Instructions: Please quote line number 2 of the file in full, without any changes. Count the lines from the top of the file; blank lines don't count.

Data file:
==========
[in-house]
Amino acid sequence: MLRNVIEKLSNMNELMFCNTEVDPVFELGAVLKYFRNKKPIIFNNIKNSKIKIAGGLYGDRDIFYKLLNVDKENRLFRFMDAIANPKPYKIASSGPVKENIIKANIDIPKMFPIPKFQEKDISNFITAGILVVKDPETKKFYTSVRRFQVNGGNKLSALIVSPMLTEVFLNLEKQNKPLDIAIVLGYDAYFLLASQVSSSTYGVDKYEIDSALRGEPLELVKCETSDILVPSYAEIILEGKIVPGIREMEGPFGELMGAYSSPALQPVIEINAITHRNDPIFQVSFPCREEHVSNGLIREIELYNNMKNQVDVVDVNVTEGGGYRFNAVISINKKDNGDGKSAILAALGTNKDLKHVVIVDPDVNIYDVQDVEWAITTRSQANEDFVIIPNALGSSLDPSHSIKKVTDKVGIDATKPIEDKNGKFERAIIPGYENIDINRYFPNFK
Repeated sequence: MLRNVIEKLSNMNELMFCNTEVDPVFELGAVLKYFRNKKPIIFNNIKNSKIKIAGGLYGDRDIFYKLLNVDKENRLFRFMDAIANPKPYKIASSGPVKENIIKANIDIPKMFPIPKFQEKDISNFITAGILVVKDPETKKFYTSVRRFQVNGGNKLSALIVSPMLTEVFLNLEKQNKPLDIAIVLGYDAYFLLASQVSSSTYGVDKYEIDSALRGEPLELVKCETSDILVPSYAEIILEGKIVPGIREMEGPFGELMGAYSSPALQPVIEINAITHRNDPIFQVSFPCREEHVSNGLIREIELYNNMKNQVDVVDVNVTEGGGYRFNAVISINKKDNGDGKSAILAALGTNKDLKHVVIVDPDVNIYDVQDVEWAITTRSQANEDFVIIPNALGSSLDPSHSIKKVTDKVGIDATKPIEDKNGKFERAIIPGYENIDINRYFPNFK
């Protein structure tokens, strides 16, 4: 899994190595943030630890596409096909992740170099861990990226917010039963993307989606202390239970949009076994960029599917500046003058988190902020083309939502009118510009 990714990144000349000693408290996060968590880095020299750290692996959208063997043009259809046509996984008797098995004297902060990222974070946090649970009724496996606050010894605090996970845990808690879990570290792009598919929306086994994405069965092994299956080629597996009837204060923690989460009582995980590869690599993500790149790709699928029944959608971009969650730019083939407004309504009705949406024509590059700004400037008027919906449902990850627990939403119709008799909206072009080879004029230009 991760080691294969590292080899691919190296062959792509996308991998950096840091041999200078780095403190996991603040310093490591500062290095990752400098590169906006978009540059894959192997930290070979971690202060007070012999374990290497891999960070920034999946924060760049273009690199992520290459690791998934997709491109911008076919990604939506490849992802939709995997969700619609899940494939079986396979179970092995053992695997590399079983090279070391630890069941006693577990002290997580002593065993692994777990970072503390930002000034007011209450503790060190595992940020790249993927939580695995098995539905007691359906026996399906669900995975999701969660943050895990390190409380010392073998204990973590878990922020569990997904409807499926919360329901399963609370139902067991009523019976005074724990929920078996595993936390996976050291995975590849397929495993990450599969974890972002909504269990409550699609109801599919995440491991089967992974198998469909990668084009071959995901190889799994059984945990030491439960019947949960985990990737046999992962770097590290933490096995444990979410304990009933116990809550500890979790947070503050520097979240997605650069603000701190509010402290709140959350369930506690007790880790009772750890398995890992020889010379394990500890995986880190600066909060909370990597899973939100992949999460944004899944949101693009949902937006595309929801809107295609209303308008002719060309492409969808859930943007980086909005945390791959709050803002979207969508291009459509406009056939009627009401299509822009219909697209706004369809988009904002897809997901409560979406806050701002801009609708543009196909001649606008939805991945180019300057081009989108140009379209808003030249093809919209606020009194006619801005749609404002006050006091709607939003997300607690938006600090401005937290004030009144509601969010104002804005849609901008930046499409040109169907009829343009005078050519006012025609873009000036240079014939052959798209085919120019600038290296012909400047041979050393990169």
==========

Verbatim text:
Amino acid sequence: MLRNVIEKLSNMNELMFCNTEVDPVFELGAVLKYFRNKKPIIFNNIKNSKIKIAGGLYGDRDIFYKLLNVDKENRLFRFMDAIANPKPYKIASSGPVKENIIKANIDIPKMFPIPKFQEKDISNFITAGILVVKDPETKKFYTSVRRFQVNGGNKLSALIVSPMLTEVFLNLEKQNKPLDIAIVLGYDAYFLLASQVSSSTYGVDKYEIDSALRGEPLELVKCETSDILVPSYAEIILEGKIVPGIREMEGPFGELMGAYSSPALQPVIEINAITHRNDPIFQVSFPCREEHVSNGLIREIELYNNMKNQVDVVDVNVTEGGGYRFNAVISINKKDNGDGKSAILAALGTNKDLKHVVIVDPDVNIYDVQDVEWAITTRSQANEDFVIIPNALGSSLDPSHSIKKVTDKVGIDATKPIEDKNGKFERAIIPGYENIDINRYFPNFK